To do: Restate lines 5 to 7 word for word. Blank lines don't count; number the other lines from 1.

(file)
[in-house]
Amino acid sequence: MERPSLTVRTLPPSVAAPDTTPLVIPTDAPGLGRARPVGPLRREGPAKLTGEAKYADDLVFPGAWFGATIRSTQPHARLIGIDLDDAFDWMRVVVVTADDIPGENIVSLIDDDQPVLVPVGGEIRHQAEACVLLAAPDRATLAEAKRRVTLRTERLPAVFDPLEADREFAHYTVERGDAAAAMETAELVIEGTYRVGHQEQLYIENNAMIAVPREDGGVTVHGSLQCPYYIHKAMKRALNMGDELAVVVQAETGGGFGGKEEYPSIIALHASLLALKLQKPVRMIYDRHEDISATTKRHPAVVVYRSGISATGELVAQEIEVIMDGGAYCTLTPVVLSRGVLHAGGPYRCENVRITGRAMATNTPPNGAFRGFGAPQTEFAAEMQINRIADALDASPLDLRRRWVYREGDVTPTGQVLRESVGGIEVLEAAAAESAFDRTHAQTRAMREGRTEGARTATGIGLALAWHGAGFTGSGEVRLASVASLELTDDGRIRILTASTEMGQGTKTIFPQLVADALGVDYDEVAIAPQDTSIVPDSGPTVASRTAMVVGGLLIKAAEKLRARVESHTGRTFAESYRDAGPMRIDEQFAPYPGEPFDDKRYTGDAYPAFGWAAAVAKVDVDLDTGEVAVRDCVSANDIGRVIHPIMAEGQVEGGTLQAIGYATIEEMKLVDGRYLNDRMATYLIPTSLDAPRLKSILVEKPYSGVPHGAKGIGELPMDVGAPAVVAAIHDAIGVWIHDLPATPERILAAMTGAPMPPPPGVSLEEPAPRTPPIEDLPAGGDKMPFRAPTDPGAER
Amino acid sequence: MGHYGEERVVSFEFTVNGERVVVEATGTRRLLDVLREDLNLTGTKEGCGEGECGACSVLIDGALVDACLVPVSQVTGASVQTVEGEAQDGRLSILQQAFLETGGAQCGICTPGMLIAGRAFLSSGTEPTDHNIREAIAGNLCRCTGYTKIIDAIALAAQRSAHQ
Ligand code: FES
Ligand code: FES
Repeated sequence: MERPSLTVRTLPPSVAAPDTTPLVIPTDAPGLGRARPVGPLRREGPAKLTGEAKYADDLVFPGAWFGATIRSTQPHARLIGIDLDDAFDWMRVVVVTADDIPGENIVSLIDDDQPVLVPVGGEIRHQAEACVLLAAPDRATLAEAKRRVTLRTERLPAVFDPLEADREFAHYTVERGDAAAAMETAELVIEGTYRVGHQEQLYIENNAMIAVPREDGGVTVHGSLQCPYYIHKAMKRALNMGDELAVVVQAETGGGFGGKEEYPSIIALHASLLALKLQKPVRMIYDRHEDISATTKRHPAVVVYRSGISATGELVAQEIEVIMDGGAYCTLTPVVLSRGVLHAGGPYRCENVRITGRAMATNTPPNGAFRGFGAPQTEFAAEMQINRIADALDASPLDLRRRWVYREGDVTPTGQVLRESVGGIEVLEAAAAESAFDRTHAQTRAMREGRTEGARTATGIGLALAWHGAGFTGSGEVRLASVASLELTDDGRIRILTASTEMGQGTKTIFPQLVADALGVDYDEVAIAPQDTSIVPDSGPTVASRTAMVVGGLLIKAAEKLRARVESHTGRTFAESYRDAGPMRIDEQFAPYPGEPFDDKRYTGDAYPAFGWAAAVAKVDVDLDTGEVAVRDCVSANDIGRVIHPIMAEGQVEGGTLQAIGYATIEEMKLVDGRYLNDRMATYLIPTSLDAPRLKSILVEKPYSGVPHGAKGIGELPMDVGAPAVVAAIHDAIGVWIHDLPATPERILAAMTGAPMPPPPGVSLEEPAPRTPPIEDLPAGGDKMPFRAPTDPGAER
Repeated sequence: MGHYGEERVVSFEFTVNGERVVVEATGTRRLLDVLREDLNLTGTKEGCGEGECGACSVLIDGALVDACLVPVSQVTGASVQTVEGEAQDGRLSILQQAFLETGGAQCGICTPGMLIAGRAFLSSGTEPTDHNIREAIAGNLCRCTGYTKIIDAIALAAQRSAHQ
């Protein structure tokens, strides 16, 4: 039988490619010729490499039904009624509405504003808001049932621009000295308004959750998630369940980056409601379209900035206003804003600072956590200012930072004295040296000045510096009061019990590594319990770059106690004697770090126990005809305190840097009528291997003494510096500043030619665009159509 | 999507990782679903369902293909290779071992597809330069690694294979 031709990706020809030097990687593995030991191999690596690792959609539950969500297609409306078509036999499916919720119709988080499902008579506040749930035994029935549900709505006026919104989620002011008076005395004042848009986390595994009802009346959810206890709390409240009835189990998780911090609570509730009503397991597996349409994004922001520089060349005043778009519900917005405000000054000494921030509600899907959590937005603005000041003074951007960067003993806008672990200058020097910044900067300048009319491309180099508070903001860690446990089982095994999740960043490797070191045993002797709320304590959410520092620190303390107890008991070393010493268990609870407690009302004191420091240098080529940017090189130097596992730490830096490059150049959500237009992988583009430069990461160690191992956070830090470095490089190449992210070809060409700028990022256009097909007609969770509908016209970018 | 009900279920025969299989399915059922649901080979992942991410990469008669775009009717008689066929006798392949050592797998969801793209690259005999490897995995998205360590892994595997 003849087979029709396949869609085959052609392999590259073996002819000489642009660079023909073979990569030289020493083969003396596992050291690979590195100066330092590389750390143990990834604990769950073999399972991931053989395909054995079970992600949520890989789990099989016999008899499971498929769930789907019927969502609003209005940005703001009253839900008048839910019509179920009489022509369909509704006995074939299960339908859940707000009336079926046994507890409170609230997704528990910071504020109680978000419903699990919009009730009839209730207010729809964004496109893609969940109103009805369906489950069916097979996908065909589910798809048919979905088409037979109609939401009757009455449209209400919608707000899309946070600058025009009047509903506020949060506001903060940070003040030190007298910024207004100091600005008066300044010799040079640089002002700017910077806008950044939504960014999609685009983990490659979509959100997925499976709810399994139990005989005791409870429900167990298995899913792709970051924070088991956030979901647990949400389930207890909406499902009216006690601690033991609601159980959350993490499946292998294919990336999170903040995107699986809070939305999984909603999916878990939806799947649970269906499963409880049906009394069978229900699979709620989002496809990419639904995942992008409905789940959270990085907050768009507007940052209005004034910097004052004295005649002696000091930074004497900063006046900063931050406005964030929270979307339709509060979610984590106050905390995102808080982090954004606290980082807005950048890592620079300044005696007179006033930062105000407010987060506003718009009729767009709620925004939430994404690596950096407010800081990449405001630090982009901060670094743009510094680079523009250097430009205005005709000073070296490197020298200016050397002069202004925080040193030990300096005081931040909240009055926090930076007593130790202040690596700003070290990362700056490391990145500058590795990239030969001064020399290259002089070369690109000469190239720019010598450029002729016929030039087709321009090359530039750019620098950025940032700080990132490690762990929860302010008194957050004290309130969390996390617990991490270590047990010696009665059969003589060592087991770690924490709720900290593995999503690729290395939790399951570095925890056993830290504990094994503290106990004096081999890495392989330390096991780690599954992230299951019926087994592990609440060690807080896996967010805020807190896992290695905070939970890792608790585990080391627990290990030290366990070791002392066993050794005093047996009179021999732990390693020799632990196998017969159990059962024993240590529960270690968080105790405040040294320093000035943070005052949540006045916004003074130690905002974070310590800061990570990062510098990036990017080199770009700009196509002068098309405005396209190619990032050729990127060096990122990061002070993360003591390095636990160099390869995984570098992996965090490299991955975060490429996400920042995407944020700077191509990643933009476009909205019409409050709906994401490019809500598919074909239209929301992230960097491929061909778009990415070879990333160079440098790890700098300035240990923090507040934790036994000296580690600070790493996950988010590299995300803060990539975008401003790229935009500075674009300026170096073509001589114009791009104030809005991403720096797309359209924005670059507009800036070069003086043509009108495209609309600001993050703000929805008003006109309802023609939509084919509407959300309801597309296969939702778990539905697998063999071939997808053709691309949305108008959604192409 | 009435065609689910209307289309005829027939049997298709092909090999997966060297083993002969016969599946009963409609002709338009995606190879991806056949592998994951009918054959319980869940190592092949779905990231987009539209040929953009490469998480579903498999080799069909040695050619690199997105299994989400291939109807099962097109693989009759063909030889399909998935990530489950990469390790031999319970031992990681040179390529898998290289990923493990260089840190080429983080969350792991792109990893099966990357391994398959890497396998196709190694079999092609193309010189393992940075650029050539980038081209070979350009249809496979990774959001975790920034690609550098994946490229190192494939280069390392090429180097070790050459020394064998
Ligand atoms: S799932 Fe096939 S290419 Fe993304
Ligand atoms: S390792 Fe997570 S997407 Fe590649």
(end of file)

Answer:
Ligand code: FES
Repeated sequence: MERPSLTVRTLPPSVAAPDTTPLVIPTDAPGLGRARPVGPLRREGPAKLTGEAKYADDLVFPGAWFGATIRSTQPHARLIGIDLDDAFDWMRVVVVTADDIPGENIVSLIDDDQPVLVPVGGEIRHQAEACVLLAAPDRATLAEAKRRVTLRTERLPAVFDPLEADREFAHYTVERGDAAAAMETAELVIEGTYRVGHQEQLYIENNAMIAVPREDGGVTVHGSLQCPYYIHKAMKRALNMGDELAVVVQAETGGGFGGKEEYPSIIALHASLLALKLQKPVRMIYDRHEDISATTKRHPAVVVYRSGISATGELVAQEIEVIMDGGAYCTLTPVVLSRGVLHAGGPYRCENVRITGRAMATNTPPNGAFRGFGAPQTEFAAEMQINRIADALDASPLDLRRRWVYREGDVTPTGQVLRESVGGIEVLEAAAAESAFDRTHAQTRAMREGRTEGARTATGIGLALAWHGAGFTGSGEVRLASVASLELTDDGRIRILTASTEMGQGTKTIFPQLVADALGVDYDEVAIAPQDTSIVPDSGPTVASRTAMVVGGLLIKAAEKLRARVESHTGRTFAESYRDAGPMRIDEQFAPYPGEPFDDKRYTGDAYPAFGWAAAVAKVDVDLDTGEVAVRDCVSANDIGRVIHPIMAEGQVEGGTLQAIGYATIEEMKLVDGRYLNDRMATYLIPTSLDAPRLKSILVEKPYSGVPHGAKGIGELPMDVGAPAVVAAIHDAIGVWIHDLPATPERILAAMTGAPMPPPPGVSLEEPAPRTPPIEDLPAGGDKMPFRAPTDPGAER
Repeated sequence: MGHYGEERVVSFEFTVNGERVVVEATGTRRLLDVLREDLNLTGTKEGCGEGECGACSVLIDGALVDACLVPVSQVTGASVQTVEGEAQDGRLSILQQAFLETGGAQCGICTPGMLIAGRAFLSSGTEPTDHNIREAIAGNLCRCTGYTKIIDAIALAAQRSAHQ